The airodump-ng window opens and starts presenting all the nearby wireless networks together with their connected clients

image06

From the above screenshot we can see that the wireless client with MAC address 80:00:0B:6E:E3:E3:EE is trying to associate with its preferred access point. The indication “Not associated” under the BSSID column means that the wireless client is automatically looking to connect to its preferred Access point (in most cases it must be office or home network) that was connected in the past and now it’s not available.

STEP 3:

Since the Access point is not in range we can create a fake one with the same name

and characteristics and trick the client to connect to it. To do this we use airbase-ng tool which is part of the aircrack-ng suite which allows the creation of fake access points and can launch attacks to recover the WEP/WPA/WPA2  keys

airbase-ng -c 1 -a 00:CA:E5:C3:83:FB -e Target-network -W 1 -Z 4 mon0

  • C 1 : The channel where the fake access point will be operating

  • -a: The MAC address of the Access point

  • -e: The SSID of the wireless network that the fake Access point will advertise

  • -W 1: Sets the WEP flag in the beacon broadcasts

  • -Z4 Advertise a  WPA2 secured network with AES-CCMP encryption

  • Mon0: The wireless interface that will be used

The following screenshot shows the the successful creation of a fake Access Point

image07

STEP 4:

After creating a fake access point, the next step is to use airodump-ng tool to capture traffic between the fake Access Point and the wireless client (when it connects) and store it in files in the local disk. The following command does this:

airodump-ng –bssid 00:CA:E5:C3:83:FB –channel 1 –write WPAattack mon0

After issuing the above command we need to wait until the legitimate client connects to the fake Access point . Once it connects to it we will have  the msg “client <bssid> associated” as shown in the following screenshot.

image08

At this instant the airodump-ng tool which monitors the exchange of packets between the access point and the wireless client will capture the 4 way handshake In reality 4-way handshake packets are not fully exchanged bcoz the fake access point does not know the real paraphrase so it cannot send any info

The following screen shot (output from airodump-ng) shows that the capture of the 4-way  handshake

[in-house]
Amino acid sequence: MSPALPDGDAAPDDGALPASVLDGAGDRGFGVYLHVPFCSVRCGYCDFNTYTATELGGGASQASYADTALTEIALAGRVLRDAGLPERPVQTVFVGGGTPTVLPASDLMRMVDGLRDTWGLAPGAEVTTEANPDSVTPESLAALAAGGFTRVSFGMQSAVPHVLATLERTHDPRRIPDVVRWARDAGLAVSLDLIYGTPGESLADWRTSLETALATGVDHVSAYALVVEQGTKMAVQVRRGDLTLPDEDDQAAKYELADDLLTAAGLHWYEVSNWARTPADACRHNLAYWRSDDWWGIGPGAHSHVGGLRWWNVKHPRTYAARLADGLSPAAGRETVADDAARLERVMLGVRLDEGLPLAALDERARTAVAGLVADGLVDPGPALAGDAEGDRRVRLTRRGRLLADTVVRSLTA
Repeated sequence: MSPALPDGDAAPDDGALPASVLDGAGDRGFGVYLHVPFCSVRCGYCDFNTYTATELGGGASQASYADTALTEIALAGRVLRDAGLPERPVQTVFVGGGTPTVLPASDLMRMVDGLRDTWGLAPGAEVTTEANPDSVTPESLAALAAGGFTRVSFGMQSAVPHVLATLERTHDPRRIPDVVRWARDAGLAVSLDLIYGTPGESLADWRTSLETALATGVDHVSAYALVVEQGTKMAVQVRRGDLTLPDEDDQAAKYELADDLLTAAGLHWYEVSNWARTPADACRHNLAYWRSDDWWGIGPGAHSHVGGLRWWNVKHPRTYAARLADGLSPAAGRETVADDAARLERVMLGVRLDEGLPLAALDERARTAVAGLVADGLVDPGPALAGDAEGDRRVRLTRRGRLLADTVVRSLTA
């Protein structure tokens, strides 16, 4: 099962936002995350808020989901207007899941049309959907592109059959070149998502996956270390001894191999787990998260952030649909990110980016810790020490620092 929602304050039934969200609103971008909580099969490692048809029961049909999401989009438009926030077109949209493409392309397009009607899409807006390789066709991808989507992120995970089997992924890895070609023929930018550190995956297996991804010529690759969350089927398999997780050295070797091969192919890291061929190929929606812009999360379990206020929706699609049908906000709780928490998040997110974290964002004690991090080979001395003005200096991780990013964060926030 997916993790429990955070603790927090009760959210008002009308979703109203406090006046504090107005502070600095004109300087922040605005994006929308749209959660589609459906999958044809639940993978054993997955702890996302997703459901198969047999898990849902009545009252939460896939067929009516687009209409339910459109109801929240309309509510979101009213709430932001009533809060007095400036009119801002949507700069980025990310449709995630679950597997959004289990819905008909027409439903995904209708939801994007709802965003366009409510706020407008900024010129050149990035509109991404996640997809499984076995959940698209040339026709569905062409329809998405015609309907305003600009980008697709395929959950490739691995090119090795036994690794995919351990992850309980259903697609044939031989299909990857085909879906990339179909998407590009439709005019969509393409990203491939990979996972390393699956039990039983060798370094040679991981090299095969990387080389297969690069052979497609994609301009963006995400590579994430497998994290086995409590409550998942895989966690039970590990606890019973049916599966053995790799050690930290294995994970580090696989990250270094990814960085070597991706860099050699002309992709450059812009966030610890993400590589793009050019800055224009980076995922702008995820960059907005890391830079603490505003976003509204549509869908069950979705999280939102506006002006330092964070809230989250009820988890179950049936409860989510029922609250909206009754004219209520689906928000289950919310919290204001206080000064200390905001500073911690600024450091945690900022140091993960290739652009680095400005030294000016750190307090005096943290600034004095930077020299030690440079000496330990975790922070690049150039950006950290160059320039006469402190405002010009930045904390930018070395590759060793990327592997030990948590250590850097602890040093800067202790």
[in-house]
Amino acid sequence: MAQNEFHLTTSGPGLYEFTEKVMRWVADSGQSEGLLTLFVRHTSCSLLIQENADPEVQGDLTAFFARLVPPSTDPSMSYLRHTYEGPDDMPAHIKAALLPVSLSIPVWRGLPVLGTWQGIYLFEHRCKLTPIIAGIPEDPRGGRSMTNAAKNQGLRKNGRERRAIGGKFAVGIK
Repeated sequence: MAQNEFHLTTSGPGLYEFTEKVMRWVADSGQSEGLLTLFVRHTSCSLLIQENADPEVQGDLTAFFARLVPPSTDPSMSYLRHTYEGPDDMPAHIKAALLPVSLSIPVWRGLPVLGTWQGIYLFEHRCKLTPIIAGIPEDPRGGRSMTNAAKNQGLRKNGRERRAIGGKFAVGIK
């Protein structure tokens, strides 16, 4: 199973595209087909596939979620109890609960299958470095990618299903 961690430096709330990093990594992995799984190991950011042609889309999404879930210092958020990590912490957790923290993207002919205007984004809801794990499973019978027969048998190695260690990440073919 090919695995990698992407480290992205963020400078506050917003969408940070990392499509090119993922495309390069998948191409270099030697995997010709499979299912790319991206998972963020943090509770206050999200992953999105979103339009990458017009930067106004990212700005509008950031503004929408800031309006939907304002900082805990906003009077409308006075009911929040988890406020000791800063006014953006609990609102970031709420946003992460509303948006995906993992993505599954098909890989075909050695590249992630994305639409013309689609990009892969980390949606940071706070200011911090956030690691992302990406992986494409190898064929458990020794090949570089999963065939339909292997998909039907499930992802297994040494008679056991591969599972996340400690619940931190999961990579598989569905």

image09

STEP 5:

After capturing the 4-way handshake , we are now ready to crack the passphrase and the steps to do it will be the same as  the previous scenario.

We can now launch the dictionary attack against the Passphrase. As we have described at the beginning of this Chapter, during this attack random Passphrases will be selected from a dictionary file in order to generate a possible PSK. The PSK will be combined with the captured values of the 4-way handshake to produce the PTK which in turn will be used to generate the MIC. If the MIC matches with the MIC captured in the 4-way handshake messages then the selected Passphrase is the one we are searching. If not the whole process will repeat over and over until the values in the dictionary file are exhausted.

The dictionary attack will be launched using the aircrack-ng tool. In order to launch the attack we need to provide to the aircrack-ng a dictionary file from which it will select the Passphrases.You can use larger files but as you are going to see the larger the file the longer it takes to complete the attack

Open a new Terminal window and issue the following command to instruct aircrack-ng to launch the dictionary attack against the WPA Passphrase:

aircrack-ng WPAattack -w /home/attacker/passlist.txt

The aircrack-ng tool selects one after another the Passphrases from the dictionary file and launches the attack described at the beginning of this lab step. At the top of the window you can see the Passphrase values that are tested each time, the number of the tested values and the total time

image10

It is very important to mention that if the Passphrase was not included in the dictionary file we used then aircrack-ng wouldn’t be able to recover it. Always remember that a dictionary attack is as good as the dictionary used for the attack.

Conclusion:

With this I would end this writing and please remember that is just the beginning or a path way to encourage readers to dive deep into WiFi security and practice some advanced attack scenarios (in a controlled environment) to learn more. In the next part I would like to write up on Wireless Security Best Practices (Part 3 of the series) , So See you soon and Stay safe

 

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4 Comments
  1. I am trying this on my own wifi, what is the problem if I get the error message: ls: cannot access ‘system/class/ieee80211/’ no such file or directory? I am just starting out with kali linux.

  2. its more good if post it with vedio

  3. well written and very good explanatory. well done.

  4. Good job man!!!